ASEAN SUMMIT: Leaders of Southeast Asian nations held a third day of meetings in
Thailand Sunday to discuss economic cooperation, disaster management
and climate change.
The summit grouping the 10-member Association of Southeast Asian
Nations, plus China, Japan, South Korea, India, Australia and New
Zealand has been dominated by discussions on greater unity. Those 16
countries represent nearly half of the world's population.
Japanese Prime Minister Yukio Hatoyama said there was support for his
proposal to create a European Union-style trading bloc.
IRAQ: Iraqi police say two powerful car bomb blasts in central Baghdad have
killed at least 65 people and wounded more than 150 others, in the
bloodiest attack in months.
Iraqi state television says the blasts Sunday were aimed at a provincial government building and the Ministry of Justice.
The blasts shook buildings in the Iraqi capital, and smoke from the twin explosions billowed into the sky.
There was no immediate claim of responsibility for the attack.
Violence in Iraq has dropped significantly in the past year, but
insurgents continue to stage sporadic attacks on Iraqi security forces
AFGHANISTAN: NATO says Afghan and international security forces conducted operations
Sunday in eastern and southern Afghanistan that resulted in several
The joint forces killed several militants in Ghazni province during a clash while searching for a Taliban commander.
In Wardak province, the joint security force detained two suspected
militants after searching a compound known to be used by a Taliban
Separately, angry demonstrators burned an effigy of U.S. President
Barack Obama, protesting allegations that Western troops had set fire
to a copy of the Koran.
PAKISTAN: Pakistani officials say a suicide bomber has blown himself up at a toll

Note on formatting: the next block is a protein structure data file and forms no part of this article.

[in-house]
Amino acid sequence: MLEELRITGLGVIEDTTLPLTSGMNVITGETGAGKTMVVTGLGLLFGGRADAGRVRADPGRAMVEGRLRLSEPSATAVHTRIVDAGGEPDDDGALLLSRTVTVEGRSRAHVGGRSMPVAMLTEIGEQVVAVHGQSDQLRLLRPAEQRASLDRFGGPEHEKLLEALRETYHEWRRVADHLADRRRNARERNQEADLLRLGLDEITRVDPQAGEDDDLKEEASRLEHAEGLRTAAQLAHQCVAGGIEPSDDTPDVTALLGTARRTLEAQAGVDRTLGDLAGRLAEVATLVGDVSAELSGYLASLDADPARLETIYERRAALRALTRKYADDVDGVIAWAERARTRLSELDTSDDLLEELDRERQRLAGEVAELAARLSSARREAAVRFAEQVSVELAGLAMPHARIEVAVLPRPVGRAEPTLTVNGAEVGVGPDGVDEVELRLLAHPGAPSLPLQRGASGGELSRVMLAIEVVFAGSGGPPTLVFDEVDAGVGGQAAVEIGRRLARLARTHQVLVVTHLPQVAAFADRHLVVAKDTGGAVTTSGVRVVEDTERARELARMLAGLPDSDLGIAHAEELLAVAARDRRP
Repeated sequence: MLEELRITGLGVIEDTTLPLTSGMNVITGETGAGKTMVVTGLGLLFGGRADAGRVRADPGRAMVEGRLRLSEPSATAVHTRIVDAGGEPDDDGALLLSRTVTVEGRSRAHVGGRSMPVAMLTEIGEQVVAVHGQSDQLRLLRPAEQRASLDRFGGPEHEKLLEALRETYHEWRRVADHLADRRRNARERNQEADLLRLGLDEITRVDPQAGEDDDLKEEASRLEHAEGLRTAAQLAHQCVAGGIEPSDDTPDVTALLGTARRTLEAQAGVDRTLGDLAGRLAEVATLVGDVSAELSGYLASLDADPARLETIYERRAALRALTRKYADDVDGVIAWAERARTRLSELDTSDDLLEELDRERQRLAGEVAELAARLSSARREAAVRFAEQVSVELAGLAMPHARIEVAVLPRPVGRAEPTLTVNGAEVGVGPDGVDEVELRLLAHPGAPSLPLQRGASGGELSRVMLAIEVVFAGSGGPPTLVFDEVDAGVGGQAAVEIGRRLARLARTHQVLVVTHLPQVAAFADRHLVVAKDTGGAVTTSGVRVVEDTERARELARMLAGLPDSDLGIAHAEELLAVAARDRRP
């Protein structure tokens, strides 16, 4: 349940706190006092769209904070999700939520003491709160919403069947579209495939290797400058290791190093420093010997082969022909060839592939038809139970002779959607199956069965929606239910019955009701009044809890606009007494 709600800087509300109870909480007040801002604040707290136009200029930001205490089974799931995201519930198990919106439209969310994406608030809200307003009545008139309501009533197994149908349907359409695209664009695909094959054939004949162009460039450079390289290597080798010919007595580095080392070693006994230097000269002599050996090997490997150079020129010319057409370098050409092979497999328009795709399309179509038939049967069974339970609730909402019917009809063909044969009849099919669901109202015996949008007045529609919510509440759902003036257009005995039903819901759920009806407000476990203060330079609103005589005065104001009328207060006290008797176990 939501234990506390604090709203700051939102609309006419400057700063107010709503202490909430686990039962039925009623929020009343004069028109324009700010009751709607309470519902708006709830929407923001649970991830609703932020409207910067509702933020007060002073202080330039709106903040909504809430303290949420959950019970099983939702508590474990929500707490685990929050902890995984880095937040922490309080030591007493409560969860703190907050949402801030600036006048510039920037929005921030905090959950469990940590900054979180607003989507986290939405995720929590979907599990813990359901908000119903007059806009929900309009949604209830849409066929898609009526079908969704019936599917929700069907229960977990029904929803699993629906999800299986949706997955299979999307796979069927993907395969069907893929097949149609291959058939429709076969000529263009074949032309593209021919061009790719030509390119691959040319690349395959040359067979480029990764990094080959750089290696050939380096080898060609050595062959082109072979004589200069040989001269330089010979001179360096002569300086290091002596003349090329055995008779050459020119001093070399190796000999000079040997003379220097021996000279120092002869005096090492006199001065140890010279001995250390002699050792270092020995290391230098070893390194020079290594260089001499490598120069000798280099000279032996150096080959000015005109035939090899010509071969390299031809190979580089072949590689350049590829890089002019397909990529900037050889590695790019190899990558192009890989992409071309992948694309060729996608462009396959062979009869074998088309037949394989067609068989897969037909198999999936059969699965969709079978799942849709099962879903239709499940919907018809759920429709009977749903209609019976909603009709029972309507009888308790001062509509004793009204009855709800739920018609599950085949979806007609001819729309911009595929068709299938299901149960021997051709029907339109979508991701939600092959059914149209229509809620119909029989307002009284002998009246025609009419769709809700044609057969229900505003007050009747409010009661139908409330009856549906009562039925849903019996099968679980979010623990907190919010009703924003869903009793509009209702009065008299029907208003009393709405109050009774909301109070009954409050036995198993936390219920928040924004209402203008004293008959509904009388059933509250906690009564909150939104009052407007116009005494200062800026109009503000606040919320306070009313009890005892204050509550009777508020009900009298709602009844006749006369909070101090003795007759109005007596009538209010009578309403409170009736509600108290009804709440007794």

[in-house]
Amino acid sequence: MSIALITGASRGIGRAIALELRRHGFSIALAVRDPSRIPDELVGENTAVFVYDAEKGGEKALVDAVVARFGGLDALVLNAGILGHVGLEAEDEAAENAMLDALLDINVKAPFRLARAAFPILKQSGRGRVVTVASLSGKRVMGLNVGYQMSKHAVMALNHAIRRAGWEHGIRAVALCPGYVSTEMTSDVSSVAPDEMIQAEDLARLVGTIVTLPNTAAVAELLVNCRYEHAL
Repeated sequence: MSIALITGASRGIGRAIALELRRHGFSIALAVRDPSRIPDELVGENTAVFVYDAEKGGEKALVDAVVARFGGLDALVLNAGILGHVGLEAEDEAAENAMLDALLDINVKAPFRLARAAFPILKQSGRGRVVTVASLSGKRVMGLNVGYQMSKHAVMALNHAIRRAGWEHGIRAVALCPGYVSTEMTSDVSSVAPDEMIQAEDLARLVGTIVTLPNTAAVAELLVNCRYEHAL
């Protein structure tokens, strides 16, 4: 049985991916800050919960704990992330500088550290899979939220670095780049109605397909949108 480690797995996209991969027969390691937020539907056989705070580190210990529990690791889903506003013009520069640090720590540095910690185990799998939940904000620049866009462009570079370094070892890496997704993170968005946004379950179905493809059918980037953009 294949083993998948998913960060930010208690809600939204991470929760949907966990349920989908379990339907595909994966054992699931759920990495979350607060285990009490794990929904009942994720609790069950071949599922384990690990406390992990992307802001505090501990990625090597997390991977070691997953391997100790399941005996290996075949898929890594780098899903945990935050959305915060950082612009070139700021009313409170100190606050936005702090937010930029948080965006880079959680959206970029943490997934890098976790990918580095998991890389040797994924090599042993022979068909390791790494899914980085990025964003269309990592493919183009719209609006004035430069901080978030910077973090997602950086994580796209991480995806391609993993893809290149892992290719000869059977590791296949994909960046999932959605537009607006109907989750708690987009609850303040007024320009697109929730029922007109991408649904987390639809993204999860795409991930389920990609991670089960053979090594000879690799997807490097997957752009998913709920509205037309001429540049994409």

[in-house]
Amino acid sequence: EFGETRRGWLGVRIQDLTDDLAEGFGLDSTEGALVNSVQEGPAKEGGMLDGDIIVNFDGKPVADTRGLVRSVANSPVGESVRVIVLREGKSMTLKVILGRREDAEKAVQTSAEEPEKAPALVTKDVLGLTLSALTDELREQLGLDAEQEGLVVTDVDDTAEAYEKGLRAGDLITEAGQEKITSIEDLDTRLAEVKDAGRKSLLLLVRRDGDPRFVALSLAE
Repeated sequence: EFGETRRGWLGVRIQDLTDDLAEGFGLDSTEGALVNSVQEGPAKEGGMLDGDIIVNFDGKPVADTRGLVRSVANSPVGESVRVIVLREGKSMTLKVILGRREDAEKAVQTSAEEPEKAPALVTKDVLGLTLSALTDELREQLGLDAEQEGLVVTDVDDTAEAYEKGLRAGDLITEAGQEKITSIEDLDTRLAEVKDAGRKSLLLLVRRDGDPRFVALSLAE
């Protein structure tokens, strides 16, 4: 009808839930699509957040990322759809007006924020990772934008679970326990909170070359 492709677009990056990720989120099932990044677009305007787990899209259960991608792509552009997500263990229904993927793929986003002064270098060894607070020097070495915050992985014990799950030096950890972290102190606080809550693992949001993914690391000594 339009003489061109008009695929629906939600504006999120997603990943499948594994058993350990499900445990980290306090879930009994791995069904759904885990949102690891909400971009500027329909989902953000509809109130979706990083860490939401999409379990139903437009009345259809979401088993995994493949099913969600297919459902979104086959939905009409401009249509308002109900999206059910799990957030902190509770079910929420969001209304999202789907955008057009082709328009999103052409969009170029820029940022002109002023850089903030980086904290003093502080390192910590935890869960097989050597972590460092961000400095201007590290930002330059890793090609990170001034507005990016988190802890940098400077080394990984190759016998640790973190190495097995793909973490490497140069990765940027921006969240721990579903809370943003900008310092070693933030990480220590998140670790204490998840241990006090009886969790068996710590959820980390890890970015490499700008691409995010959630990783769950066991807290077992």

booth east of Pakistan's capital, Islamabad, killing a police officer.
Authorities say the bomber blew himself up when police, acting on a tip, stopped his car for a search.
Police say two people had been traveling in the car, but one left the vehicle before the suicide bomber detonated.
Police officials say the man who walked away from the car was arrested.
Militants have been attacking police and other targets in Pakistani
towns and cities while the army battles Taliban fighters in their
stronghold near the Afghan border.
IRAN NUCLEAR: United Nations nuclear inspectors are beginning a three-day visit to
examine one of Iran's controversial uranium enrichment sites.
The team, from the International Atomic Energy Agency, was scheduled to tour the nuclear facility in Qom on Sunday.
Iran only recently acknowledged it had been building the enrichment
plant. Iran's nuclear chief, Ali Akbar Salehi, says Iran is allowing
U.N. inspectors to visit the facility to prove the country's "good
will" and to reassure the world community of its "peaceful nuclear
ISRAEL - PALESTINIANS: Israeli police entered Jerusalem's Al-Aqsa Mosque compound Sunday after
Palestinians threw rocks at visitors in the Old City.
A police spokesman says 12 demonstrators were arrested. Authorities
says Palestinian protesters spilled oil on the ground to make police
slip and fall.
Security forces used stun grenades to stop the protests. The site,
known to Muslims as TheNoble Sanctuary and to Jews as the Temple Mount,
has been the center of clashes in recent weeks.
EGYPT - TRAIN CRASH: Egypt's health ministry says 18 people were killed, and 39 others
injured when a passenger train crashed into the back of a stopped train
Saturday in Giza, south of the capital Cairo.
Earlier authorities had said that 25 people were killed and 55 injured in the crash.
About 12 injured people have left the hospital.
The moving train was headed from Cairo to the southern city of Assuit,
while the stopped train was on its way to Fayoum. The stopped train hit
US SWINE FLU: U.S. President Barack Obama has declared the spreading H1N1 swine flu virus to be a national emergency.
Mr. Obama has signed a proclamation that gives U.S. hospitals
flexibility if they need to handle large numbers of flu patients.
The proclamation lifts some federal regulations, allowing hospitals to provide care in off-site facilities.
The president said "a rapid increase in illness . . . may overburden health care resources."
U.S. officials say more than 1,000 Americans have died from the flu
since the H1N1 outbreak began earlier this year, with 20,000 needing
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